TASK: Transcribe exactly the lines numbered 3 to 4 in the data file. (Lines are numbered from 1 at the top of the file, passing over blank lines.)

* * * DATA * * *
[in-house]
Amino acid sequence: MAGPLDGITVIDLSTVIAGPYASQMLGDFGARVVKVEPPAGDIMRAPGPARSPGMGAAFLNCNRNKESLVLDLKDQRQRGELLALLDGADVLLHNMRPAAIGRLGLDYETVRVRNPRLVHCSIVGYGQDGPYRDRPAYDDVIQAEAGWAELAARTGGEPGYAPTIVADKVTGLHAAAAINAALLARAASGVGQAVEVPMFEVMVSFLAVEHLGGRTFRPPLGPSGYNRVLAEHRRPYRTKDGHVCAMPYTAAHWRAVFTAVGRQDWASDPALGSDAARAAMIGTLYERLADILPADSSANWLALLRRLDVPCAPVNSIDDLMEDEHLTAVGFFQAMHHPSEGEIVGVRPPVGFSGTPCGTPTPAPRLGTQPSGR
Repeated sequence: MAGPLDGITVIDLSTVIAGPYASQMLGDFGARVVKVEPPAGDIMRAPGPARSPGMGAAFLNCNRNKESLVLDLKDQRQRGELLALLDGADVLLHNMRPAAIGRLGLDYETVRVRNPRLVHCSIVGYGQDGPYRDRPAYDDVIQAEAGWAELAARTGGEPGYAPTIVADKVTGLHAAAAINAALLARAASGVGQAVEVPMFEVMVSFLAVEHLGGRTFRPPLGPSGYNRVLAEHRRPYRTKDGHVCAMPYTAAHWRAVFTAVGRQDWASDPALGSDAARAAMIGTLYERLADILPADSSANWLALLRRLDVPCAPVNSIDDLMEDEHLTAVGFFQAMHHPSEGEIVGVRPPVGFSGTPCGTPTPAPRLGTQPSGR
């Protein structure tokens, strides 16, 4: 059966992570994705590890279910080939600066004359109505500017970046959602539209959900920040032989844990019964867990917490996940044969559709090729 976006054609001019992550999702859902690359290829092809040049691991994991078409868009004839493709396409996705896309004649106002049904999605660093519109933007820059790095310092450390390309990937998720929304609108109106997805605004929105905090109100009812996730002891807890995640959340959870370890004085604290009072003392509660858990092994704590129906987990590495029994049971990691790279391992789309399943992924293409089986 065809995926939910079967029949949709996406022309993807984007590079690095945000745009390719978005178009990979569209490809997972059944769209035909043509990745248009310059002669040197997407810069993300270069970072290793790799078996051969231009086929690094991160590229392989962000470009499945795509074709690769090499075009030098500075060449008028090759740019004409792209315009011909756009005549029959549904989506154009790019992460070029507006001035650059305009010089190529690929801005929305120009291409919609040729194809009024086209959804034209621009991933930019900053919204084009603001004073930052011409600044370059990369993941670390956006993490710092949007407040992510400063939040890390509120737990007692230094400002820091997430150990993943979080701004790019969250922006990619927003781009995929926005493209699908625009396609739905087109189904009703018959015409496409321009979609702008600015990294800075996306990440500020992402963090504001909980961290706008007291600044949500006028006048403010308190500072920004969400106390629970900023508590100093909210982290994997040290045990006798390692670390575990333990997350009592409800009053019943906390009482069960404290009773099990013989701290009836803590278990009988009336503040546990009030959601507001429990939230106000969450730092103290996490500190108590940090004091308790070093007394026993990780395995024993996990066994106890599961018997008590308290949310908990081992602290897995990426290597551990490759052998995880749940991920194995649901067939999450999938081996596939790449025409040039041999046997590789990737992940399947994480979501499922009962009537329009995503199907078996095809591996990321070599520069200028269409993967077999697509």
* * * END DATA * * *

Repeated sequence: MAGPLDGITVIDLSTVIAGPYASQMLGDFGARVVKVEPPAGDIMRAPGPARSPGMGAAFLNCNRNKESLVLDLKDQRQRGELLALLDGADVLLHNMRPAAIGRLGLDYETVRVRNPRLVHCSIVGYGQDGPYRDRPAYDDVIQAEAGWAELAARTGGEPGYAPTIVADKVTGLHAAAAINAALLARAASGVGQAVEVPMFEVMVSFLAVEHLGGRTFRPPLGPSGYNRVLAEHRRPYRTKDGHVCAMPYTAAHWRAVFTAVGRQDWASDPALGSDAARAAMIGTLYERLADILPADSSANWLALLRRLDVPCAPVNSIDDLMEDEHLTAVGFFQAMHHPSEGEIVGVRPPVGFSGTPCGTPTPAPRLGTQPSGR
């Protein structure tokens, strides 16, 4: 059966992570994705590890279910080939600066004359109505500017970046959602539209959900920040032989844990019964867990917490996940044969559709090729 976006054609001019992550999702859902690359290829092809040049691991994991078409868009004839493709396409996705896309004649106002049904999605660093519109933007820059790095310092450390390309990937998720929304609108109106997805605004929105905090109100009812996730002891807890995640959340959870370890004085604290009072003392509660858990092994704590129906987990590495029994049971990691790279391992789309399943992924293409089986 065809995926939910079967029949949709996406022309993807984007590079690095945000745009390719978005178009990979569209490809997972059944769209035909043509990745248009310059002669040197997407810069993300270069970072290793790799078996051969231009086929690094991160590229392989962000470009499945795509074709690769090499075009030098500075060449008028090759740019004409792209315009011909756009005549029959549904989506154009790019992460070029507006001035650059305009010089190529690929801005929305120009291409919609040729194809009024086209959804034209621009991933930019900053919204084009603001004073930052011409600044370059990369993941670390956006993490710092949007407040992510400063939040890390509120737990007692230094400002820091997430150990993943979080701004790019969250922006990619927003781009995929926005493209699908625009396609739905087109189904009703018959015409496409321009979609702008600015990294800075996306990440500020992402963090504001909980961290706008007291600044949500006028006048403010308190500072920004969400106390629970900023508590100093909210982290994997040290045990006798390692670390575990333990997350009592409800009053019943906390009482069960404290009773099990013989701290009836803590278990009988009336503040546990009030959601507001429990939230106000969450730092103290996490500190108590940090004091308790070093007394026993990780395995024993996990066994106890599961018997008590308290949310908990081992602290897995990426290597551990490759052998995880749940991920194995649901067939999450999938081996596939790449025409040039041999046997590789990737992940399947994480979501499922009962009537329009995503199907078996095809591996990321070599520069200028269409993967077999697509």